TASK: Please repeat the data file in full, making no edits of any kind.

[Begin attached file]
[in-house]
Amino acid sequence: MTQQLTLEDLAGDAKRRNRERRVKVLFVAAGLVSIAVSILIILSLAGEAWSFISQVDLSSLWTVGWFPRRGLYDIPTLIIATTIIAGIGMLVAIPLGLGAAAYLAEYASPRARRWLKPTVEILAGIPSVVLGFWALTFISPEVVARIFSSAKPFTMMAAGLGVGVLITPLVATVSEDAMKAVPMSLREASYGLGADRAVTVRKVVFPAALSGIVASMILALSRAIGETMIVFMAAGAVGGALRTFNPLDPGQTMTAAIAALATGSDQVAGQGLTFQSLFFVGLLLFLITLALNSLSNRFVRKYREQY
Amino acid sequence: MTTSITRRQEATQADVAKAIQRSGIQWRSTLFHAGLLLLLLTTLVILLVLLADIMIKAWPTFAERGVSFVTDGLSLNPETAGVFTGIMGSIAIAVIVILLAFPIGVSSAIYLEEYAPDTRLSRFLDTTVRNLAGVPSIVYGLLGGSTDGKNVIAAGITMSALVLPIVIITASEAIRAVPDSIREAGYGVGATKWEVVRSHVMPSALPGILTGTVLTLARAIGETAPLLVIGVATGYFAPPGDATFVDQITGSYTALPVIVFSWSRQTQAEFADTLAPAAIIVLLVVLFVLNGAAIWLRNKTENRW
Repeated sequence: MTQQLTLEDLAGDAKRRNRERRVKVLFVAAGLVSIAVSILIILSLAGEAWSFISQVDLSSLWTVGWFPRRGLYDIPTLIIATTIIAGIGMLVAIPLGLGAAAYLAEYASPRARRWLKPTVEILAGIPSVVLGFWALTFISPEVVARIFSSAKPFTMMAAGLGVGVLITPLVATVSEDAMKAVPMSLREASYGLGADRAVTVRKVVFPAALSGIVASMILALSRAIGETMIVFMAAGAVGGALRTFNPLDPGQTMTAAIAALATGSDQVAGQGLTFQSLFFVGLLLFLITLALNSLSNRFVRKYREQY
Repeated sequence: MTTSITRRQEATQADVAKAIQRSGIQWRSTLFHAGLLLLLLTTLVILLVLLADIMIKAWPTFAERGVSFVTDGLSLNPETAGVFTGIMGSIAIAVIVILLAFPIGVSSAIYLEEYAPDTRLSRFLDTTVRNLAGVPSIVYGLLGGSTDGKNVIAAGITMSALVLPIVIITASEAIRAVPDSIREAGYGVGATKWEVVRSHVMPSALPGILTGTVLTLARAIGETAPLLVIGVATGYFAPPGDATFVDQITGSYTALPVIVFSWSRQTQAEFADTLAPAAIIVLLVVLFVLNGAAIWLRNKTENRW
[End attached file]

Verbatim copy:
[in-house]
Amino acid sequence: MTQQLTLEDLAGDAKRRNRERRVKVLFVAAGLVSIAVSILIILSLAGEAWSFISQVDLSSLWTVGWFPRRGLYDIPTLIIATTIIAGIGMLVAIPLGLGAAAYLAEYASPRARRWLKPTVEILAGIPSVVLGFWALTFISPEVVARIFSSAKPFTMMAAGLGVGVLITPLVATVSEDAMKAVPMSLREASYGLGADRAVTVRKVVFPAALSGIVASMILALSRAIGETMIVFMAAGAVGGALRTFNPLDPGQTMTAAIAALATGSDQVAGQGLTFQSLFFVGLLLFLITLALNSLSNRFVRKYREQY
Amino acid sequence: MTTSITRRQEATQADVAKAIQRSGIQWRSTLFHAGLLLLLLTTLVILLVLLADIMIKAWPTFAERGVSFVTDGLSLNPETAGVFTGIMGSIAIAVIVILLAFPIGVSSAIYLEEYAPDTRLSRFLDTTVRNLAGVPSIVYGLLGGSTDGKNVIAAGITMSALVLPIVIITASEAIRAVPDSIREAGYGVGATKWEVVRSHVMPSALPGILTGTVLTLARAIGETAPLLVIGVATGYFAPPGDATFVDQITGSYTALPVIVFSWSRQTQAEFADTLAPAAIIVLLVVLFVLNGAAIWLRNKTENRW
Repeated sequence: MTQQLTLEDLAGDAKRRNRERRVKVLFVAAGLVSIAVSILIILSLAGEAWSFISQVDLSSLWTVGWFPRRGLYDIPTLIIATTIIAGIGMLVAIPLGLGAAAYLAEYASPRARRWLKPTVEILAGIPSVVLGFWALTFISPEVVARIFSSAKPFTMMAAGLGVGVLITPLVATVSEDAMKAVPMSLREASYGLGADRAVTVRKVVFPAALSGIVASMILALSRAIGETMIVFMAAGAVGGALRTFNPLDPGQTMTAAIAALATGSDQVAGQGLTFQSLFFVGLLLFLITLALNSLSNRFVRKYREQY
Repeated sequence: MTTSITRRQEATQADVAKAIQRSGIQWRSTLFHAGLLLLLLTTLVILLVLLADIMIKAWPTFAERGVSFVTDGLSLNPETAGVFTGIMGSIAIAVIVILLAFPIGVSSAIYLEEYAPDTRLSRFLDTTVRNLAGVPSIVYGLLGGSTDGKNVIAAGITMSALVLPIVIITASEAIRAVPDSIREAGYGVGATKWEVVRSHVMPSALPGILTGTVLTLARAIGETAPLLVIGVATGYFAPPGDATFVDQITGSYTALPVIVFSWSRQTQAEFADTLAPAAIIVLLVVLFVLNGAAIWLRNKTENRW